Since you've dismissed your auditor for a very specific accounting choice, when you go to select a new auditor, how do you prevent yourself from being accused of opinion shopping?

Jonathan Johnson - Overstock.com - President

That's a great question, Louis, and that's part of the reason that we've decided not to select a new auditor until this -- until we resolve this issue with the SEC.

We do not want to be accused of opinion shopping. We'd like the SEC to help us figure out -- we'd like them to say we've done it the right way or we've done it the wrong way. Once they say one of those two, we don't need to opinion shop.

Patrick Byrne - Overstock.com - Chairman and CEO

But, so, I would even say to the point that when people have contacted us, we have discouraged any communication on the grounds that we got -- for just that reason -- well, I have the -- no matter who we talk to now, then whoever we ultimately pick, people are going to say, well, you did this because you opinion shop.

So we're really not having discussions with anybody. It's nice to get phone calls, but we're not talking to anybody until we get through this just to prevent -- just as a prophylactic measure.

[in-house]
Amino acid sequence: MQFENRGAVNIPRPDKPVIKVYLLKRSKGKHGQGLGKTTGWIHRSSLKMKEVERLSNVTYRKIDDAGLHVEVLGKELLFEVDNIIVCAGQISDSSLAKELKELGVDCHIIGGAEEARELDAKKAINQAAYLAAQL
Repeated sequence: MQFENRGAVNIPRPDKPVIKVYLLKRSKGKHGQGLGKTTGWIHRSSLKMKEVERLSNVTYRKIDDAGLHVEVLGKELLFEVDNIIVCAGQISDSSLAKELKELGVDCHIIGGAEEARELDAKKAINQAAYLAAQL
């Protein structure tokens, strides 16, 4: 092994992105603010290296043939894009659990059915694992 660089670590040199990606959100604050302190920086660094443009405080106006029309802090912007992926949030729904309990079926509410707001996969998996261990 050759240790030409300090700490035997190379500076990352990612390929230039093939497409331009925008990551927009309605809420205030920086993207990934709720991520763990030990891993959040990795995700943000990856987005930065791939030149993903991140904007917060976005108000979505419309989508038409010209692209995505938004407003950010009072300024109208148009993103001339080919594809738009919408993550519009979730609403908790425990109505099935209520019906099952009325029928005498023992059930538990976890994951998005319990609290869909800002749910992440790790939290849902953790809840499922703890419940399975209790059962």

Thank you, Willis. Did you have another question?

KPMG is taking a client with no management integrity as is well advised to study SAS No. 99 about "Consideration of Fraud in a Financial Statement Audit" regarding the unethical "tone at the top" set by Overstock.com's unprincipled management team.

Every single initial financial report for every reporting period issued by Overstock.com has failed to comply with GAAP and other SEC disclosure rules since the company's inception. Overstock.com has restated its financial reports two times in the last three years and now is trying to avoid a third restatement of financial reports resulting from its improper use of "cookie jar" reserves to inflate its financial performance from Q4 2008 to Q3 2009.